ROCHESTER, Minn. -- Researchers at Mayo Clinic have successfully isolated nanoparticles from human kidney stones in cell cultures and have isolated proteins, RNA and DNA that appear to be associated with nanoparticles. The findings, which appear in the December issue of the Journal of Investigative Medicine, are significant because it is one step closer in solving the mystery of whether nanoparticles are viable living forms that can lead to disease -- in this case, kidney stones.
Kidney stones are associated with pathologic calcification, the process in which organs and blood vessels become clogged with calcium deposits that can damage major organs like the heart and kidneys. What causes calcium deposits to build up is not entirely known. Medical scientists at Mayo Clinic are studying calcification at the molecular level in an effort to determine how this phenomenon occurs.
There is a growing body of scientific evidence that links calcification to the presence of nanosized particles, particles so small that some scientists question whether a nanoparticle can live and if so, play a viable role in the development of kidney stones.
The presence of proteins, RNA and DNA does not prove that nanoparticles are viable living forms because a genetic signature has not been identified, says the study's author John Lieske, M.D., a nephrologist with Mayo Clinic. A genetic signature would prove that nanoparticles are indeed living forms that replicate and can cause disease.
"We are looking at how kidney stones start as very small calcifications inside the kidney and then eventually grow into stones," says Dr. Lieske. "In the laboratory, we have isolated nanoparticles from kidney tissue and kidney stones, and have successfully propagated them in culture. This does not clearly confirm the role of nanoparticles in the formation of kidney stones, but it offers insight not otherwise known."
Approximately 12 percent of men and 5 percent of women will develop kidney stones by the time they reach 70 years old. Some $5 billion is spent in the United States each year to treat patients with kidney stones, but exactly how kidney stones form is not known. Scientists theorize that if nanoparticles become localized in the kidney, they can become the focus of subsequent growth into larger stones over months to years. Other factors, such as physical chemistry and protein inhibitors of crystal growth, also play a role. But what scientists don't quite understand is why, where and how they start growing, Dr. Lieske says.
The study cites evidence that indicates the unlikelihood that events linked to the calcification process are driven solely by physical chemistry, but instead are influenced by specific proteins and cellular responses. Understanding these events will provide clues to develop new therapy to treat kidney stones, the authors say.
"There are at least two novel hypotheses here in terms of how stones might actually form. One: an infectious agent. If that was the case, that would point us in the direction of using different kinds of treatments specific to an infectious agent. Two: the idea that cells drive calcification. That would suggest other alternative therapies," according to Virginia Miller, Ph.D., a specialist in vascular research at Mayo Clinic and a study author.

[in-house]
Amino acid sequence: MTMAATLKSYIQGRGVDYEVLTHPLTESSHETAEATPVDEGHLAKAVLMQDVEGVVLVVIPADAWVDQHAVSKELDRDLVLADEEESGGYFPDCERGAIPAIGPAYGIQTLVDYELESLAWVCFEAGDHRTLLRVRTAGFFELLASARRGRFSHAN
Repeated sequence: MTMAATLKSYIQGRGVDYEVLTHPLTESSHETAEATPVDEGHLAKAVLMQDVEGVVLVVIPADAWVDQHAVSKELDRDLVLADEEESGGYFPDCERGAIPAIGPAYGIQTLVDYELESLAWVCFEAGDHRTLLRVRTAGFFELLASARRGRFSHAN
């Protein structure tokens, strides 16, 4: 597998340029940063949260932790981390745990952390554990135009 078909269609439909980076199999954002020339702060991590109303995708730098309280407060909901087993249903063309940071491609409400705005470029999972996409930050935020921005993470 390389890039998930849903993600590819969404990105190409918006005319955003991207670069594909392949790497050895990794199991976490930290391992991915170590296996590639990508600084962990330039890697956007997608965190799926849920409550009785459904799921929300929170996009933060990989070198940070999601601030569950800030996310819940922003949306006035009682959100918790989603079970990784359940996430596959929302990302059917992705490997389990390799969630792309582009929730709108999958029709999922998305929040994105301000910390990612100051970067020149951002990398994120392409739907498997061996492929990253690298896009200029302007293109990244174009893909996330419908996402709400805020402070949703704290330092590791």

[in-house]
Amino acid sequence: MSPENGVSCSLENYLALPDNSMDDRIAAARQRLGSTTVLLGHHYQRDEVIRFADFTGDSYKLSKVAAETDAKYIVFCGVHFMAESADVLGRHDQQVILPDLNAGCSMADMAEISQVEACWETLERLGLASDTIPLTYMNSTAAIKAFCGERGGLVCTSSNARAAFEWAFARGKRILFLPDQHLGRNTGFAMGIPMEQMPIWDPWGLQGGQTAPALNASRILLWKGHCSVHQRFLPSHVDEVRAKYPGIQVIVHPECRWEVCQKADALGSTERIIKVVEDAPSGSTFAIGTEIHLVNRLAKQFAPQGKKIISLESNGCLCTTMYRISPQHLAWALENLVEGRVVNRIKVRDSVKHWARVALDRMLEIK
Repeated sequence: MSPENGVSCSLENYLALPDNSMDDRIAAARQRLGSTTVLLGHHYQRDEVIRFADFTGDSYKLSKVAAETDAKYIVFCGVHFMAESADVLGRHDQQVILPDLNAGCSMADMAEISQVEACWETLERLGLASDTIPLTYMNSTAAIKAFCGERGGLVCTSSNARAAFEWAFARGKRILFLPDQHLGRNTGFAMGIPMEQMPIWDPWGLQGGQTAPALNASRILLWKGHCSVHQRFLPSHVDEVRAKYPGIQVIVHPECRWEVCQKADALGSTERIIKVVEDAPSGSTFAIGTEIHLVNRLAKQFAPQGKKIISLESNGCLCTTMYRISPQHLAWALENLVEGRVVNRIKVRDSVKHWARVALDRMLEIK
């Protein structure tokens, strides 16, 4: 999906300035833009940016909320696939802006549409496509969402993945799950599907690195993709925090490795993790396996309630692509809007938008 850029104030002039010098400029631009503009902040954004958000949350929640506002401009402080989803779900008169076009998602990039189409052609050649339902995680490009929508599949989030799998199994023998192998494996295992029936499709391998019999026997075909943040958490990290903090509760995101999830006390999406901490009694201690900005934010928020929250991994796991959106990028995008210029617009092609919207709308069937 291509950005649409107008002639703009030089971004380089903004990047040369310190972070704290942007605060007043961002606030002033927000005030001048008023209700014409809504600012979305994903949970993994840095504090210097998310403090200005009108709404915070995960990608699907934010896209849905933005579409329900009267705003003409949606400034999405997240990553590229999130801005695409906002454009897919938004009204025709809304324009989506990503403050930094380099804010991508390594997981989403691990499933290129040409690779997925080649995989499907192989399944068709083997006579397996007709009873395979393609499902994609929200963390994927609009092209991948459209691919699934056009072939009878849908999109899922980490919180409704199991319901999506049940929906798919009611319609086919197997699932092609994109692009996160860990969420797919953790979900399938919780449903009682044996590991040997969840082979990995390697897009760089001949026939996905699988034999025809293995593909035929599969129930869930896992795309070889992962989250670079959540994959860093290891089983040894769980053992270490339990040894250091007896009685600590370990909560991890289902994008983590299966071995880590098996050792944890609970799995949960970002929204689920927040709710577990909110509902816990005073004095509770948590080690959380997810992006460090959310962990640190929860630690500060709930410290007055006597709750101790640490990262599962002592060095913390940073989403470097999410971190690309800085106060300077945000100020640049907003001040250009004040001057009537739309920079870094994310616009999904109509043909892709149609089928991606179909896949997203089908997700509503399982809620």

In addition, researchers examined how urine proteins alter the way crystals and cells interact in binding to cells -- the way in which cells respond to the crystals and assume more of a bone-like morphology and drive calcification over time.
In a second study, due to appear in the December issue of the Journal of Investigative Medicine, Drs. Lieske, Miller, and Karim Benzerara, Ph.D., of the Institut de Physique du Globe de Paris, attempted to identify a DNA chemical marker in nanoparticles. The preliminary study suggests that nanoparticles from human samples share spectroscopic characteristics with calcified bacteria that exist in freshwater lakes. However, studies could not confirm whether the nanoparticles are calcified bacteria or hydroxyapatite crystals that precipitated upon proteins present in the culture medium used to replicate the nanoparticles. Researchers did, however, identify chemical bonds between proteins and calcium in nanoparticles that were similar to those found in the bacteria that calcified in the environment.
"Right now the results are inconclusive. In some of the segments we saw a characteristic signal that might suggest DNA, but in others we did not," Dr. Miller says.
This is a relatively new area of science, so the tools and processes used in this research have yet to be perfected. "Many of these tools haven't been applied to these systems in a consistent, rigorous way. So we are still in the learning process of how to handle the material. For example, what are the ideal conditions in the laboratory in which we should study nanoparticles?
"It was disappointing that we did not find any consistent DNA information. We think the findings were inconclusive, in part, because of the inability to apply these techniques in conditions suitable to nanoparticles," Dr. Miller says.
The Lieske study was supported by grants from the National Institutes of Health, the Ralph C. Wilson Sr. and Ralph C. Wilson Jr. Medical Research Foundation, the Oxalosis and Hyperoxaluria Foundation, and Mayo Clinic.
The Benzerara study was supported by a National Science Foundation grant, the Stanford Institute for the Environment, the France-Stanford Center for Interdisciplinary Studies, the U.S. Department of Energy at Lawrence Berkeley National Laboratory, the National Institutes of Health, the Ralph C. Wilson Sr. and Ralph C. Wilson Jr. Medical Research Foundation, and Mayo Clinic.
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